I haven’t seen two of the nominees (Ronald Cheng in Concerto of the Bully and Ling Man-lung in Tomorrow is Another Day), and of the ones I have seen, I think Andy Lau in Shock Wave can safely be ruled out. Tian Zhuangzhuang in Love Education is pretty good, but that seemed like more of a supporting role to me, though Tian is the only actor to have also been nominated by the Golden Horse Awards. But my money is on Louis Koo in Paradox. It’s one of his very best performances, and he seemed so genuinely touched to finally win something for his acting when he picked up this award at the Asian Film Awards last month.
Again, I haven’t seen Tomorrow is Another Day, and so Teresa Mo is the only nominee I don’t have an opinion on. Chrissie Chau and Stephy Tang seem to have surprised everyone with their acting ability in 29+1 and The Empty Hands, respectively, not being considered serious actresses before now. They square off against veterans Zhou Xun (Our Time Will Come) and Sylvia Chang (Love Education). Chang was the only one to be nominated at the Golden Horse or Asian Film Awards, and she won at the latter. I think if Our Time wins an acting award, it will be in supporting instead of lead, and I’d be inclined to think they’d go with one of the younger actresses (Stephy would be my pick, though both are quite good). But it’s possible they split the youth vote and Sylvia Chang picks up her third Best Actress win (after Passion and Forever and Ever). That wouldn’t be a record: Maggie Cheung won five times between 1989 and 2000.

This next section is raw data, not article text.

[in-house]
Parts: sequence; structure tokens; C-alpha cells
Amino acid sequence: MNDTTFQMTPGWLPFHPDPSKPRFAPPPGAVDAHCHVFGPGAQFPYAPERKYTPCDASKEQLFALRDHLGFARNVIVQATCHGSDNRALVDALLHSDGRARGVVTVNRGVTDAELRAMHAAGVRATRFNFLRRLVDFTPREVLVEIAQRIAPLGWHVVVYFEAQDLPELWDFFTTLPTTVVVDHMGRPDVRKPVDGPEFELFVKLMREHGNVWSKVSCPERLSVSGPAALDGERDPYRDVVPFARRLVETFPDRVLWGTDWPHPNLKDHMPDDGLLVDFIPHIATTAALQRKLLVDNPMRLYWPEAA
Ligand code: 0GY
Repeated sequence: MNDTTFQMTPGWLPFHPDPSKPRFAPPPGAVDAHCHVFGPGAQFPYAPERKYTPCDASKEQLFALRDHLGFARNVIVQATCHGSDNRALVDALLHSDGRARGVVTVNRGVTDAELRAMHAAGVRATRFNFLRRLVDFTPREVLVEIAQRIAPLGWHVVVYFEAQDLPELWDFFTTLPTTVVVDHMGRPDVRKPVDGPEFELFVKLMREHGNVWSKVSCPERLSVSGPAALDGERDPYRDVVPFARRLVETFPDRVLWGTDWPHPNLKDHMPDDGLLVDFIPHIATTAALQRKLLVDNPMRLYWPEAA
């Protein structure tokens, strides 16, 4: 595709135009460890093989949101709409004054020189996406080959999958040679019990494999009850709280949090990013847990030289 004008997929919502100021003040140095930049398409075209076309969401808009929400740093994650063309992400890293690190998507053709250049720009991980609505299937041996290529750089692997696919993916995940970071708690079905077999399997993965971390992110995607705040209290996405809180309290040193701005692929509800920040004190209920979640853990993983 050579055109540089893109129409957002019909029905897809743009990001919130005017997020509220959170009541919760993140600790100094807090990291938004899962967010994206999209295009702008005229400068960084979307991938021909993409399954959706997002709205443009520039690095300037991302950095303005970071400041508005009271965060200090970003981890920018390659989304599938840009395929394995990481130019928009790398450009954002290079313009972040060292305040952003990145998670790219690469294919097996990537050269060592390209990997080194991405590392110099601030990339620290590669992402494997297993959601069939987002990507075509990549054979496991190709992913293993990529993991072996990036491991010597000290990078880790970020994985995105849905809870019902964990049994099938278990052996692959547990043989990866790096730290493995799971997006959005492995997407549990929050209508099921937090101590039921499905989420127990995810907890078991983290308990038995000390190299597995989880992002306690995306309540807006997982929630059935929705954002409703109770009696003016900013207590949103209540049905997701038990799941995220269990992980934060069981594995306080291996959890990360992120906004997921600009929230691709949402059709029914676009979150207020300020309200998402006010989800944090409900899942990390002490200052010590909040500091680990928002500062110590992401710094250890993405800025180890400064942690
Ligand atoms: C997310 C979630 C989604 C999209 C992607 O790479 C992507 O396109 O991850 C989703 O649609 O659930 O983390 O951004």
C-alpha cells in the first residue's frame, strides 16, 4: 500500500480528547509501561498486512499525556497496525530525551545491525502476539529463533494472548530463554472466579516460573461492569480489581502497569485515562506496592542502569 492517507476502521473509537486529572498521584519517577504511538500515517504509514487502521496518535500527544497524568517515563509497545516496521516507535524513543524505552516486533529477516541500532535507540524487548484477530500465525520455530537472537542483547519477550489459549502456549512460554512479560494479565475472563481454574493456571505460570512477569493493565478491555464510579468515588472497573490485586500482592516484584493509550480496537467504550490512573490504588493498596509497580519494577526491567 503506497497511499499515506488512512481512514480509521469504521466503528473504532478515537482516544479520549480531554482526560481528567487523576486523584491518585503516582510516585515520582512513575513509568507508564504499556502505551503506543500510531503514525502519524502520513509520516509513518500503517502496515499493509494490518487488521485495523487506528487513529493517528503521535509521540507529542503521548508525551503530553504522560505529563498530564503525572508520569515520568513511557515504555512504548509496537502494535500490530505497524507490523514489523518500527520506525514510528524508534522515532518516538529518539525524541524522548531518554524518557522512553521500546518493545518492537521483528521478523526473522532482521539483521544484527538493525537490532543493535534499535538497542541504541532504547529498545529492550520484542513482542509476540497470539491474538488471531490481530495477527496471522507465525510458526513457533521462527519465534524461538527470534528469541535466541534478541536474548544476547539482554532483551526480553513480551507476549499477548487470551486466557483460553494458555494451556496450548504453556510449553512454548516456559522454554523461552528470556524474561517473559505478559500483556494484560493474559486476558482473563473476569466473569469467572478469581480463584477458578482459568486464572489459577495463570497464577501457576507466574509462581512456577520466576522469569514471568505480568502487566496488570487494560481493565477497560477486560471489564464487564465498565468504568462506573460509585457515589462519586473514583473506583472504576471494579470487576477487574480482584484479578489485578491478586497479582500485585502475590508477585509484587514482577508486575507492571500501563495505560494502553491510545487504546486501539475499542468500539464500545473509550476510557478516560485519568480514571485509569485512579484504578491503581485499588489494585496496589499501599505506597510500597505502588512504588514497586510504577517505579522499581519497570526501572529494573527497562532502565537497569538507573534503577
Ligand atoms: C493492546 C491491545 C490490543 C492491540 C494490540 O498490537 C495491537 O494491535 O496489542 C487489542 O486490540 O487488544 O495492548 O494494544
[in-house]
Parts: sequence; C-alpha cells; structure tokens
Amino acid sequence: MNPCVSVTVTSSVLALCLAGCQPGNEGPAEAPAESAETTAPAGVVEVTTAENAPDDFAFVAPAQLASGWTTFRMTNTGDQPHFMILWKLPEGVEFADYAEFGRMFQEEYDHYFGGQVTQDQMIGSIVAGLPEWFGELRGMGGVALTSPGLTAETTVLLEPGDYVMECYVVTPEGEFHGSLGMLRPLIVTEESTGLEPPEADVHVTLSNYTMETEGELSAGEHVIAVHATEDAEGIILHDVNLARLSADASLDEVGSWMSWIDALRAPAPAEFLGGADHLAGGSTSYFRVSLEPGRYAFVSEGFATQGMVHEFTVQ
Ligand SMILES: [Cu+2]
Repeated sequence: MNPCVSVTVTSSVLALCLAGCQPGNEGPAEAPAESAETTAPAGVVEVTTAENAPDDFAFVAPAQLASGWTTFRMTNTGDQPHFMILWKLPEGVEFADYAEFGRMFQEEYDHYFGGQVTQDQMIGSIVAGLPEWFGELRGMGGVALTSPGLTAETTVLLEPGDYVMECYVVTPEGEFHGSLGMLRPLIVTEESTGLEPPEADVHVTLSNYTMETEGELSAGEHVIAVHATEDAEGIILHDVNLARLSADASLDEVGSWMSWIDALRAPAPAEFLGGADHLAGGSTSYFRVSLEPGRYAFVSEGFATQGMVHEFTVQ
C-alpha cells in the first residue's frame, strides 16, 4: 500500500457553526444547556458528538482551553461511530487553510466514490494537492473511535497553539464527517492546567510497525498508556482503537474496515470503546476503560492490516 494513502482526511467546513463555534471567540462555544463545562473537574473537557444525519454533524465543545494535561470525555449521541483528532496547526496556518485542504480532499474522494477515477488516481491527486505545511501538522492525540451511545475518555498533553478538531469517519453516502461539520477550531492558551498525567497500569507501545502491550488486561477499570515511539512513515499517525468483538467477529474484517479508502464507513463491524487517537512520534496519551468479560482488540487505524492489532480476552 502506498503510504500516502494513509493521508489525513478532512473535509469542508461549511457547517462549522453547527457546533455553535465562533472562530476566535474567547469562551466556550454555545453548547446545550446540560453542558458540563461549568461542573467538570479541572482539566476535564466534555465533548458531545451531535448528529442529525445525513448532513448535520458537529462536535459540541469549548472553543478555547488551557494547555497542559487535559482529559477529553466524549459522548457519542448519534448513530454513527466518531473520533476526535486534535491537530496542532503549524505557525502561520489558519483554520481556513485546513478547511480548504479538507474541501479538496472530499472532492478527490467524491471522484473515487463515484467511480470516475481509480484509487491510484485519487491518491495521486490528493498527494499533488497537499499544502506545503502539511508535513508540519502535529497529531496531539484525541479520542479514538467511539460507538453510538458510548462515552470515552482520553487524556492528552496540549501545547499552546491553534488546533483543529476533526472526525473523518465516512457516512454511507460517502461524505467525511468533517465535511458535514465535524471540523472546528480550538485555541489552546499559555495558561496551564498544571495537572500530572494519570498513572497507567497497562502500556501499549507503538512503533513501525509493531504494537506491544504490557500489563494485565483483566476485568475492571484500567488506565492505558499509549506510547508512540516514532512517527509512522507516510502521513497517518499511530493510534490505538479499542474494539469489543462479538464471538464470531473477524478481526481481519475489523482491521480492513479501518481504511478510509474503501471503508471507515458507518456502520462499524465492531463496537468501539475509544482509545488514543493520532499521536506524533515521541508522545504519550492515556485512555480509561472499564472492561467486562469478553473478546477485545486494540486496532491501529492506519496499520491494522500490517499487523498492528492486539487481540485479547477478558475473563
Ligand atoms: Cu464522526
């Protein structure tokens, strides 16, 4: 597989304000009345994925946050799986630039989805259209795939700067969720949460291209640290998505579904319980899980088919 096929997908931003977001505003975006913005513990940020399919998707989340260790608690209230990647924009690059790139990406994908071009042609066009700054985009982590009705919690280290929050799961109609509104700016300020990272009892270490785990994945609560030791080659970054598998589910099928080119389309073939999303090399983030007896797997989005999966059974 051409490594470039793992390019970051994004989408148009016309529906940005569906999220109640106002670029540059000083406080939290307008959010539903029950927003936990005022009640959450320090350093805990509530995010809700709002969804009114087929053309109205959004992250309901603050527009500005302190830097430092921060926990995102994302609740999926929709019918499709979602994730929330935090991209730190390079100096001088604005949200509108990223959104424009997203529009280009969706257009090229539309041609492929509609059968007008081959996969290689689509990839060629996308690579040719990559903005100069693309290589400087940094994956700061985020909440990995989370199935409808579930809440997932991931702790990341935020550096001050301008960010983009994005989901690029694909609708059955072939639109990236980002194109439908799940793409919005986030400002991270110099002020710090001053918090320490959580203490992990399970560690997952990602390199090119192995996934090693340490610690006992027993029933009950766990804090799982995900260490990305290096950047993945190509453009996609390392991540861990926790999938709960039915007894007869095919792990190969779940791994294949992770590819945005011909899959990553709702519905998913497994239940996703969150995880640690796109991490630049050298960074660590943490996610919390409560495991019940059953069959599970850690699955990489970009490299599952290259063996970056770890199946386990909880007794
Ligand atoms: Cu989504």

Best Supporting Actor:
Philip Keung is a double nominee in this category, for Concerto of the Bully and Shock Wave, and so is Yasuaki Kurata, for God of War and The Empty Hands. Rounding out the group are Paul Chun in Love off the Cuff and Gordon Lam Ka-ting in Paradox. Lam is very good, but he won in this category last year for Trivisa. One of the Kurata performances would be my pick, probably God of War (he was also very good last year in John Woo’s Manhunt).
Best Supporting Actress: